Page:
An appeals court has ruled Pennsylvania State Police botched a prostitution investigation in which troopers gave an informant money to pay for sex four times at a massage parlor, along with a total of $180 for the man's trouble.
The Superior Court opinion issued Thursday upheld a Lehigh County judge's ruling that threw out prostitution charges against Sun Cha Chon in suburban Allentown on the grounds that the government had acted outrageously.
The appeals court ruling described how the man first approached state police to say he had been solicited for sex at the Shiatsu Spa. Troopers then supplied the unnamed man with government money and sent him back four times to engage in what the county judge called "a smorgasbord of sexual activity" during June and July 2006.
Lehigh County Judge Robert L. Steinberg said the man's subsequent visits did not advance the police investigation. He was given $360 total to pay for the services that allegedly involved Chon and another woman, plus the extra $180 for his time.
"The outrageous nature is it went beyond what was necessary to prove the prostitution charge," said Chon's lawyer, Maureen Coggins.
The Superior Court opinion recounted how police and the informant were recorded laughing about the sexual encounters.
"We expect more from the police, and demand that they conduct their investigations and utilize their resources without resorting to such embarrassing investigative techniques," Steinberg said in a written opinion that the appeals court cited at length.
"No adequate supervisory guidance was provided, no standards existed for this type of investigation, and some of the behavior by the participants was sophomoric," Steinberg wrote.
The lead investigator said the informant contacted police because he had been offended by the offer of sex, according to the Superior Court ruling.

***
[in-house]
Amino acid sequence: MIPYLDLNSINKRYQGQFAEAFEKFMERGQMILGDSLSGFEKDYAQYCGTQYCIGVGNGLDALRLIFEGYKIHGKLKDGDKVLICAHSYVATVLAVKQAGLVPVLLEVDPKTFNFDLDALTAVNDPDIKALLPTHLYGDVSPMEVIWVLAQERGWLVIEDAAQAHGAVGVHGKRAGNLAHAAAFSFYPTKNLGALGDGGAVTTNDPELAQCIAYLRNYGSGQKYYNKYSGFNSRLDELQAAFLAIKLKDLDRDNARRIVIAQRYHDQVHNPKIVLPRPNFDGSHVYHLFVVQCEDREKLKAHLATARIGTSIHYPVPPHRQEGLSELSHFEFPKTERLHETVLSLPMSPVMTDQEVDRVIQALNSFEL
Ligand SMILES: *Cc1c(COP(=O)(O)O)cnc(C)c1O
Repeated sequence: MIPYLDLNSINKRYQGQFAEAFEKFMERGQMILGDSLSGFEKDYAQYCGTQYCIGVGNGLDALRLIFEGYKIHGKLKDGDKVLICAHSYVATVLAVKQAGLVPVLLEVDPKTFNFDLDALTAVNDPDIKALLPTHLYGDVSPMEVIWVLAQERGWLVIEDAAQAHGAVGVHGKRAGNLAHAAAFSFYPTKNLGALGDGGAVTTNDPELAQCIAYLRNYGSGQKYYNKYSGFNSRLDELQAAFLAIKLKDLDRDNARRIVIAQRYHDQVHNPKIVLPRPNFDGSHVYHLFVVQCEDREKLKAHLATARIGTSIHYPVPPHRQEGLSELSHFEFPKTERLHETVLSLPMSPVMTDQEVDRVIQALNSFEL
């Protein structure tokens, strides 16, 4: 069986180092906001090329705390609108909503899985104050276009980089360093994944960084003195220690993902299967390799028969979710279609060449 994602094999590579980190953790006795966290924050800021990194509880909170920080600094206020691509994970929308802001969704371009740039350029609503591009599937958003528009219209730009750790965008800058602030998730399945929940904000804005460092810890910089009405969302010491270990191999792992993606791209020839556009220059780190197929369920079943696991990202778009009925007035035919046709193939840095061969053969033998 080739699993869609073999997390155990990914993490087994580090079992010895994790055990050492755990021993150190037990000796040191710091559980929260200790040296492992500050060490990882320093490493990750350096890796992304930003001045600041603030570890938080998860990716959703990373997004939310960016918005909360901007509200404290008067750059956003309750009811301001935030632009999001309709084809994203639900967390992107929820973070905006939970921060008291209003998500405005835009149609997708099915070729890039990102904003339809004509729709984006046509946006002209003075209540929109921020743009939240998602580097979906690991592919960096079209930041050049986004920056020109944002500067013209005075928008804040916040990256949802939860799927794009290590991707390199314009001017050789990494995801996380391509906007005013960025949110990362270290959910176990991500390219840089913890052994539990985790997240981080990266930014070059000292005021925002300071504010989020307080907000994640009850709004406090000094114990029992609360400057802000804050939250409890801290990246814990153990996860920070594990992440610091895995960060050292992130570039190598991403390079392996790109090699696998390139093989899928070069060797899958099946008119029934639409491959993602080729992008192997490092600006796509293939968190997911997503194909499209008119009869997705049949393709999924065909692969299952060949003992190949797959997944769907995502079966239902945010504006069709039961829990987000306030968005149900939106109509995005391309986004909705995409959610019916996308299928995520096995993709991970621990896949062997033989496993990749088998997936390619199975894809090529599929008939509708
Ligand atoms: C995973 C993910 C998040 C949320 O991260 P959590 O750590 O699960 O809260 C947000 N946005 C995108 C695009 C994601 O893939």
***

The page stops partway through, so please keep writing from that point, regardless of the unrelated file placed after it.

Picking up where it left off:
"It is difficult to imagine how this informant could have been so offended, and yet proceed to engage in oral and sexual intercourse with the two women in this case and laugh about it with the investigating troopers after each occasion," wrote Judge John T. Bender for the three-judge Superior Court panel.
Lehigh County District Attorney Jim Martin said officers sent the informant back repeatedly to help them determine the scope of the organization. He said he was concerned about the precedent the ruling might set and plans to seek review by the state Supreme Court.
"Is it outrageous police conduct if it's done in a drug setting or if it's done in an investigation into weapons sales?" Martin said. "That's an important consideration."
He described the extra cash payments to the informant as a necessary evil and common practice.
State police spokeswoman Lt. Myra Taylor said department policy prohibits undercover officers from engaging in any sexual act, but she also said the informant's behavior did not conform with state police standards. She said the troopers' conduct has been addressed internally.